(Bloomberg) -- Prime Minister Rishi Sunak said he kept government scientists in the dark about his controversial Eat Out to Help Out, an acknowledgment likely to fuel questions over his judgment in pushing a policy that encouraged Britons to mingle in pubs and restaurants during the pandemic.

In a long-awaited appearance at the UK’s official Covid-19 inquiry, Sunak said his signature idea to subsidize meals after the first lockdown was a “micro-policy,” calling the secrecy around the plan normal Treasury practice ahead of “fiscal events.” Yet he also said Eat Out to Help Out was designed to “elicit a behavioral response,” undermining his argument about avoiding disclosure.

Read more: Sunak’s Shift From ‘Dishy Rishi’ to ‘Dr. Death’ Faces UK Hearing

Senior scientists have strongly criticized the high-profile program of August 2020, saying it likely contributed to a steep rise in infections in the autumn that ultimately triggered a second national lockdown that November. Sunak was even branded “Dr. Death the chancellor” by Angela McLean, now the UK’s chief scientific adviser, in private messages, the probe has heard.

The controversy surrounding Eat Out to Help Out is central to the political debate about Sunak, his decisions during the Covid outbreak and suitability for high office. With his Conservative Party trailing Keir Starmer’s Labour by about 20 points ahead of a UK election expected next year, Sunak is eager to portray himself as a strong leader who took difficult decisions to protect the economy during the pandemic when he was Chancellor of the Exchequer. 

But pandemic politics in the UK are complex and the audience for the Covid inquiry, which aims to learn lessons for future crises while also providing answers and some sense of justice for victims’ groups, is very different to the lockdown-skeptic leanings of Sunak’s ruling Conservative Party.

On Monday, an interview Sunak gave to the Spectator magazine in the summer of 2022, as he tried in vain to persuade grassroots Tories to make him leader, came back to haunt him under questioning from the inquiry’s lead counsel Hugo Keith.

Setting out his lockdown-skeptic credentials then, he complained about not being able to convey his views about the “trade-offs” involved in lockdowns early in the pandemic, and said scientists were given too much power.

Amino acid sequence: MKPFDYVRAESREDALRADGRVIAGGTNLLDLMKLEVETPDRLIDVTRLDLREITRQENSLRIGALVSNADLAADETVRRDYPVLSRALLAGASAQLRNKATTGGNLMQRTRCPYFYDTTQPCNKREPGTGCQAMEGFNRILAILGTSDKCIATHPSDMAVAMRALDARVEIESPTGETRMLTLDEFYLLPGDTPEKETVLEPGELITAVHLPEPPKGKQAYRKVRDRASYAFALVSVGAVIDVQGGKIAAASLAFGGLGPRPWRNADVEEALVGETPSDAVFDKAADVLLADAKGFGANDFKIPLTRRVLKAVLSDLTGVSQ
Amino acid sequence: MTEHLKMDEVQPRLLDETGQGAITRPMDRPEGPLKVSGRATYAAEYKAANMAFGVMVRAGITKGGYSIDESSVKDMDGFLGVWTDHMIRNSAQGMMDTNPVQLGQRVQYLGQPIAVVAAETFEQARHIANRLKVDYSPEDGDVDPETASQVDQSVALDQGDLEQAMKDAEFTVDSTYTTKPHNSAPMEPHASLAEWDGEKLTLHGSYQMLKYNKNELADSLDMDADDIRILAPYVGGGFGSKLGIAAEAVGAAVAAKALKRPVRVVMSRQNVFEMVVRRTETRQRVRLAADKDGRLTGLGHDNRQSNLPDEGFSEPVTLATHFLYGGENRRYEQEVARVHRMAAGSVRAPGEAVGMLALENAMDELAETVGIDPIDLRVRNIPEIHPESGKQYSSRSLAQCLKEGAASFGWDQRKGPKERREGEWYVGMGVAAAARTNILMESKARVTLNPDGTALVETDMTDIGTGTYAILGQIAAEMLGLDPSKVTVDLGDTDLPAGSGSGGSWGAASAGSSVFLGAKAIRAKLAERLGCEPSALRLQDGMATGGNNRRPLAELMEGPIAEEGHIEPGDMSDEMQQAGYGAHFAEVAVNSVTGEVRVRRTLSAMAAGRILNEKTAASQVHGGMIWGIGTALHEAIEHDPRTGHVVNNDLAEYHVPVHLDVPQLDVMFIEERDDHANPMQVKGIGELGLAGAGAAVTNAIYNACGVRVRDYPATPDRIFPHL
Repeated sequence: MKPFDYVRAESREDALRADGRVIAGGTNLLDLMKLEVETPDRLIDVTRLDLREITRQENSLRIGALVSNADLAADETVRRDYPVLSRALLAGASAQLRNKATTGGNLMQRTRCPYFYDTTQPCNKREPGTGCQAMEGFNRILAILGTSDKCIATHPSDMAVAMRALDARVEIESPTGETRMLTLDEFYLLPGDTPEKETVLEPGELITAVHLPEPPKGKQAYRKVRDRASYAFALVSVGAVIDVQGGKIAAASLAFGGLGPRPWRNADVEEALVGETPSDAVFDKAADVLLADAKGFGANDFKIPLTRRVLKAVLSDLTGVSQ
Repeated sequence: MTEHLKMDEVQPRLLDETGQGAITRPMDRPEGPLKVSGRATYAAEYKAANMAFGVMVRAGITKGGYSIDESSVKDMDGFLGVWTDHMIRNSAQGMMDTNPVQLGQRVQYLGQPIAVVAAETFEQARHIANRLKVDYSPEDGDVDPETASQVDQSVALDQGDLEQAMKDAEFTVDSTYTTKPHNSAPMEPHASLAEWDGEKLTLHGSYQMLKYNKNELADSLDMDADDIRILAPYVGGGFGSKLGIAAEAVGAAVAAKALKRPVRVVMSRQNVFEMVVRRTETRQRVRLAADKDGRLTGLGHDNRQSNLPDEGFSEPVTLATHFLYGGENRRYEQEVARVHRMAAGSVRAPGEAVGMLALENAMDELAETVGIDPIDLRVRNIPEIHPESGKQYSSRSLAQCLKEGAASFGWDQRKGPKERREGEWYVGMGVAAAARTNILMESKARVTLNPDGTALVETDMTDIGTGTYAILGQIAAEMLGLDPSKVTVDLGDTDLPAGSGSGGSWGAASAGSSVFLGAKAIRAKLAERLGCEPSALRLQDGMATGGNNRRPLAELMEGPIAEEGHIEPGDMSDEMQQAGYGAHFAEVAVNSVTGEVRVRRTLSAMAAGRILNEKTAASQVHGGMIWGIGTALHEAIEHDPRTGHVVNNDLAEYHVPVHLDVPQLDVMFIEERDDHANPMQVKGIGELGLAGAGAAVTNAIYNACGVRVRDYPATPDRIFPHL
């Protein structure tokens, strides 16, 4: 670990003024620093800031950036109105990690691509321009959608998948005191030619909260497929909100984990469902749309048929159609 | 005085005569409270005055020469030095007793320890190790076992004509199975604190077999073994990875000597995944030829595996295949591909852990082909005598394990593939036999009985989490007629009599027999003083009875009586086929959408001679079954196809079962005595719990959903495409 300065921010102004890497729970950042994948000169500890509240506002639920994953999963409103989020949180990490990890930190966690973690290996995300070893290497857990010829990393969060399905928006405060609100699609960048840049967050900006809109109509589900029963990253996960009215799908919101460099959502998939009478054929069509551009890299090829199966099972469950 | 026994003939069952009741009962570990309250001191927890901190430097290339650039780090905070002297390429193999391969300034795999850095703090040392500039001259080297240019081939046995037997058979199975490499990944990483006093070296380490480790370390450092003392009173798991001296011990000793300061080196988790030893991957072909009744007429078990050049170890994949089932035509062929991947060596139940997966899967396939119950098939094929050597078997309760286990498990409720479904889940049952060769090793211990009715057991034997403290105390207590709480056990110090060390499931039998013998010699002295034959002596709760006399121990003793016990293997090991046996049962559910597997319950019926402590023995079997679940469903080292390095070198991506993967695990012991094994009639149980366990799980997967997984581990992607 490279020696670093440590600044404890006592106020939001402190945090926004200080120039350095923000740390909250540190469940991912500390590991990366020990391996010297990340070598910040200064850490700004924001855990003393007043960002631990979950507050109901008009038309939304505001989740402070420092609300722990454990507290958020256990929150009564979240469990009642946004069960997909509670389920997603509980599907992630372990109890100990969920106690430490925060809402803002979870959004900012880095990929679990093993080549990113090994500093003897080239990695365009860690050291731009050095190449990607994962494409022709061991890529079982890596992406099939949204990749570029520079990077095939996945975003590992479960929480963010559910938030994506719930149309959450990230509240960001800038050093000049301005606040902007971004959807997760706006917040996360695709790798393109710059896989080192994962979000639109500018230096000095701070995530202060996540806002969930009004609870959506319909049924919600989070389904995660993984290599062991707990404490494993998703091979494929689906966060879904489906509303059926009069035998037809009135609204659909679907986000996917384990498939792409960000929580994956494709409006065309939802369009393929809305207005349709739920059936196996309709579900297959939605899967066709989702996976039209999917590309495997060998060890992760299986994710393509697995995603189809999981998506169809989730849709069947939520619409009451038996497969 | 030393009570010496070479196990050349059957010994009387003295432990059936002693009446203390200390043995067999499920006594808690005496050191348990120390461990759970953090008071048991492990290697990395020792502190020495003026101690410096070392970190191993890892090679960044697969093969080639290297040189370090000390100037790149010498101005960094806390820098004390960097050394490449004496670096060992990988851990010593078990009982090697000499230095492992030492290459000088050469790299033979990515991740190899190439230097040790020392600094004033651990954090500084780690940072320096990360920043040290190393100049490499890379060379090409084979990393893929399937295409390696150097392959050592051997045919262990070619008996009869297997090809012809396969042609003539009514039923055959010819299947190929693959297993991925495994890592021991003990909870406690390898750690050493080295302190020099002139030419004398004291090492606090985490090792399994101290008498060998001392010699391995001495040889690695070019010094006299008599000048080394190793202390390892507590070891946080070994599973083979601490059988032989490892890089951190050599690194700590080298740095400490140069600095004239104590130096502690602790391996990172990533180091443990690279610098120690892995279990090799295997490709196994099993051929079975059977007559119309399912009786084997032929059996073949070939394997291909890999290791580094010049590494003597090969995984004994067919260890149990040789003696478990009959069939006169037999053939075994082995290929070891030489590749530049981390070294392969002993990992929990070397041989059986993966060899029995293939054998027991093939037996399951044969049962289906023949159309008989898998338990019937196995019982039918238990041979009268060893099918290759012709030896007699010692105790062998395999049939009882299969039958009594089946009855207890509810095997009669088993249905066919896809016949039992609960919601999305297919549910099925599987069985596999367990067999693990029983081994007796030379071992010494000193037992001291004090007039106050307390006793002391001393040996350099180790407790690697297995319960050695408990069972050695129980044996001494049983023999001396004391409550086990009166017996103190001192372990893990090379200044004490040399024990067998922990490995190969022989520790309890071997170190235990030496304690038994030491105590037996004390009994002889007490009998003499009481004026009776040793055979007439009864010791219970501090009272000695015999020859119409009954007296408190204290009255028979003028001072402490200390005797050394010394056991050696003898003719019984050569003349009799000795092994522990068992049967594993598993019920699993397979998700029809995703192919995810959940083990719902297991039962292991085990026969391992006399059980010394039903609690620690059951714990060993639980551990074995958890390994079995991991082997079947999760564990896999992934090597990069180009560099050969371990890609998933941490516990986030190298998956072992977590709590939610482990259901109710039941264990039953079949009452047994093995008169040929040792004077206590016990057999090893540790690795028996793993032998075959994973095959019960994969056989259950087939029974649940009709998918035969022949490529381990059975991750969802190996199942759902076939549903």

Yet that discrepancy, between scientists having too much power on the one hand and the ease with which Sunak ignored them on the other, gave Keith an opening that was the most intense period of the premier’s all-day testimony.

In a typically combative answer, Sunak justified his decision not to discuss Eat Out to Help Out because the reopening of indoor hospitality for the summer of 2022 had already been approved, and that his program was a designed to maximize take-up. It was “longstanding practice” not to discuss economic or fiscal events with health officials, he added.

He also said scientists had “ample opportunity” to raise concerns in several meetings over July and August that year. Still, those meetings were after Sunak had already announced the policy.

The restaurant vouchers campaign ran through August and let people claim 50% off food and drink up to £10 per person. It amounted to an £850 million subsidy to the industry, though it later led to questions about whether it had fueled the pandemic. A second national lockdown was imposed in early November.

A study from the University of Warwick in 2021 found it had a “significant causal impact” on the increase in Covid cases, although these findings have been questioned in the wider science community.

“It’s very difficult to see how it wouldn’t have had an effect on transmission,” Patrick Vallance, the UK’s chief scientific adviser in the pandemic, told the inquiry last month. “That would have been the advice that was given, had we been asked beforehand.” 

Sunak told the probe he didn’t believe Eat Out to Help Out was a risk, and that his primary concern was protecting “millions of jobs” for vulnerable people working in the hospitality sector.

The question of whether Sunak as chancellor prioritized the economy over public health is one of the key issues facing the inquiry. Sunak said Johnson’s government had failed in early 2020 to set out the broader implications of lockdowns for the economy, education and mental health.

He dismissed accusations that the Treasury was a “pro-death squad” by some officials including, according to previous testimony, by then prime minister Boris Johnson. “I do not think it is a fair characterization,” Sunak said.

The prime minister also told the inquiry the government didn’t level with the public about the trade-offs involved in lockdowns early in the pandemic.

The government’s communications strategy “wanted to simplify things, because we were dealing with something that was unprecedented, we didn’t know how people would respond, behave, comply,” Sunak told the inquiry. But it came “at the cost of not having from the beginning a broader conversation about the other impacts on other walks of life,” he said.

Sunak was pressed on whether he was aware government scientists were ringing “alarm bells” about the pace of easing lockdown restrictions in June 2020, and their concern that plans supported by Sunak’s Treasury were at the “riskier end of the spectrum.”

The premier said he couldn’t “precisely remember” their warnings and ministers were “taking into account a whole range of considerations.” He said he had regular talks with Johnson and never felt he lacked the opportunity to express his view. “I saw the prime minister probably more than I saw my own wife for this period of time,” Sunak said.

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